This is also evidence that my recent adjustment (based on Corbett and Abacus sub-provincial breakdowns) giving the NDP a boost in the Toronto suburbs, an area that largely overlaps with IRG's LIB-CON GTA area, was not aggressive enough. This is bad news for the NDP: they have little chance of winning these seats, so those votes are needed elsewhere in ON. If this trend is further confirmed, I will increase the adjustment - it sure looks pretty robust now, with all three pollsters with ON breakdowns showing the same thing.

LIB-CON Lower Mainland (11)
33 CON 40.1
35 LIB 37.4
10 GRN 9.2
16 NDP 7.5
In BC's LIB-CON races, it's much the same story as in ON: considering that IRG's blended sample has the Tories up by 0-1 point in BC, while my average has them up by 3-4 points, these numbers are very close to expectations. And once again, the NDP appears to be having more support than expected in useless places.

LIB-CON QC and West, except Lower Mainland (19)
40 CON 41.0
33 LIB 37.6
15 NDP 8.6
  7 GRN 7.6
  2 BQ 1.7
These LIB-CON numbers are again broadly in line with model projections. Here, it's the CONs that appear to be doing a bit better than expected, but just like the LIB-CON observations above, this is easily explained by noise. And again we see the NDP doing better than expected in essentially lost areas.

LIB-NDP non-QC (26)
43 LIB 42.1
18 NDP 23.8
25 CON 21.0
12 GRN 9.9

NDP non-QC (16)
26 NDP 35.3
30 CON 28.5
28 LIB 23.8
  9 GRN 8.8

All that better-than-expected NDP support in LIB-CON seats? This is where the cost shows up: the NDP is dropping more than expected in seats where it could actually be competitive. The "NDP non-QC" cluster is the most important to watch: 12 of the 14 non-QC seats where the NDP is currently projected ahead are in this group. (The only exceptions are St. John's East and Vancouver East.) If the NDP is indeed in a 3-way tie in this group, it will likely get only around 5 of these seats, or a total of about 7 outside QC.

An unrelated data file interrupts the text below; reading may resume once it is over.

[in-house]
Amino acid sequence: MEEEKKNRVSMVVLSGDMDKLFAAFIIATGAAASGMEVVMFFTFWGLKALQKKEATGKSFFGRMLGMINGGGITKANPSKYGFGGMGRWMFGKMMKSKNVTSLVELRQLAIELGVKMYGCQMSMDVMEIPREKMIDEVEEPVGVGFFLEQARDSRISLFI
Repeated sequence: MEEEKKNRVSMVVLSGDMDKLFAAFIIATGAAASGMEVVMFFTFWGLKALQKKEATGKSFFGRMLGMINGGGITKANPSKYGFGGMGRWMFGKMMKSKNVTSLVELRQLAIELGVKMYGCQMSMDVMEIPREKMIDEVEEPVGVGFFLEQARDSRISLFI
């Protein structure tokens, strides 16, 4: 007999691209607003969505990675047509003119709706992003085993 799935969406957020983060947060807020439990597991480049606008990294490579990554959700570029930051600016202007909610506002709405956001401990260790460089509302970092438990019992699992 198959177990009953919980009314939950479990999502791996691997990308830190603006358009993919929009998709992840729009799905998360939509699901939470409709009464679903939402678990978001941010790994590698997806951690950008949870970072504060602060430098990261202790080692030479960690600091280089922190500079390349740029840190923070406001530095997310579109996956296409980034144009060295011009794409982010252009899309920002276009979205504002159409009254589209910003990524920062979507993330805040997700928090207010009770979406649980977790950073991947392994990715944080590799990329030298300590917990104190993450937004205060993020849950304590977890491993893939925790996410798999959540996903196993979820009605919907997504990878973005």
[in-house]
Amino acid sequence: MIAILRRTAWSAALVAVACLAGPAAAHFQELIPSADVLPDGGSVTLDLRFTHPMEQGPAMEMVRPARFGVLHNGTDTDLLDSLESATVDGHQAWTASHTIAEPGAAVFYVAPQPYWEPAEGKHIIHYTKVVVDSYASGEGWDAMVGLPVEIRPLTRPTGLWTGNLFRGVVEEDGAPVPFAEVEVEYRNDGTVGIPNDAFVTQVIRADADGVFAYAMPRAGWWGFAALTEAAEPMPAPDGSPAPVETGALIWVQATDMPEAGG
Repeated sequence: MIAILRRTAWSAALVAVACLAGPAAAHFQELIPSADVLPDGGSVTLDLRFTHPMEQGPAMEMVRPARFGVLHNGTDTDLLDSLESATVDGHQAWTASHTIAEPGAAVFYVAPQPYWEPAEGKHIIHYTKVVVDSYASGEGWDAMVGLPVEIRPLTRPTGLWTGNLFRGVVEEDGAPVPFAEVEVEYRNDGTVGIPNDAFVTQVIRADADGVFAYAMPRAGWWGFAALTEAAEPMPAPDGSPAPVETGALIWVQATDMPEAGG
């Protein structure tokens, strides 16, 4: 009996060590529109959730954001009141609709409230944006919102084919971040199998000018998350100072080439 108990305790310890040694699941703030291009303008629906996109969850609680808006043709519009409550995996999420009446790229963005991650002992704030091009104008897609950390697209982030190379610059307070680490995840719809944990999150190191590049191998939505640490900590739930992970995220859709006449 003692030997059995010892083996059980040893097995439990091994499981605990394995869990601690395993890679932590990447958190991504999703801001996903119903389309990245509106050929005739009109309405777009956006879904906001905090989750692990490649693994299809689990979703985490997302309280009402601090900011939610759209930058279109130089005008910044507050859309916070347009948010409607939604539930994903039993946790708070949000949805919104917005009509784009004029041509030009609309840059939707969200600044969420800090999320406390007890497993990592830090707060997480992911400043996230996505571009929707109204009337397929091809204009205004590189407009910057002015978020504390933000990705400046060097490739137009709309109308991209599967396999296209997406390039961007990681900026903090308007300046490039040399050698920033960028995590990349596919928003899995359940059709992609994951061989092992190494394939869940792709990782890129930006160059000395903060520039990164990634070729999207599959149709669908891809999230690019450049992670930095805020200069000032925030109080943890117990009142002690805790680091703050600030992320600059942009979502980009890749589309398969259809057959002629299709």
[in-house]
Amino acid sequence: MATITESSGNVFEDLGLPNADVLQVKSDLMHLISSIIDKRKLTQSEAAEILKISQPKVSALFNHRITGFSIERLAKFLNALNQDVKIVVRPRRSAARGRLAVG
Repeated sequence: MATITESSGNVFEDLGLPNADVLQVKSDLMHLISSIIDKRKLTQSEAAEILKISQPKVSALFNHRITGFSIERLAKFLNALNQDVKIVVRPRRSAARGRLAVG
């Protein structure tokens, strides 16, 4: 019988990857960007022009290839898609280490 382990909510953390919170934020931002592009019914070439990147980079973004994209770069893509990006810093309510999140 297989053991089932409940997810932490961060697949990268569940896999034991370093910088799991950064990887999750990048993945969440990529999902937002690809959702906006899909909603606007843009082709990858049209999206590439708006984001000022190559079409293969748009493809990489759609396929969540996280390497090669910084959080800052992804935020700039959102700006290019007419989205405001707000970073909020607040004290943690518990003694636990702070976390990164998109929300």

Three-way (14)
29 CON 36.1
25 LIB 27.6
23 NDP 19.6
13 GRN 9.3
  4 BQ 3.7
Perhaps this is where the NDP might get a surprise seat or two? Given the sample size though, this could again just be random variation.

Green (15)
30 LIB 29.1
24 CON 25.5
20 GRN 24.8
18 NDP 15.4
  3 BQ 2.2
The IRG data isn't much more encouraging for the Greens: it does not look like their support has greater concentration - and therefore greater potential to generate seats - than projected by the model. So if IRG is right, it will take a significant increase in Green fortunes to get them anywhere near official party status.

Strong CON (65)
51 CON 58.1
24 LIB 19.7
10 NDP 10.2
  8 GRN 6.9
  1 BQ 1.0

Strong LIB (32)
46 LIB 53.3
25 CON 25.1
  9 GRN 9.4
13 NDP 7.9
  3 BQ 1.3

Interestingly, both main parties are doing worse than expected in their respective strongholds. This could be a sign that neither the Liberal base nor the Conservative base likes their leader, and both may be thinking about staying home or casting a protest vote in safe ridings.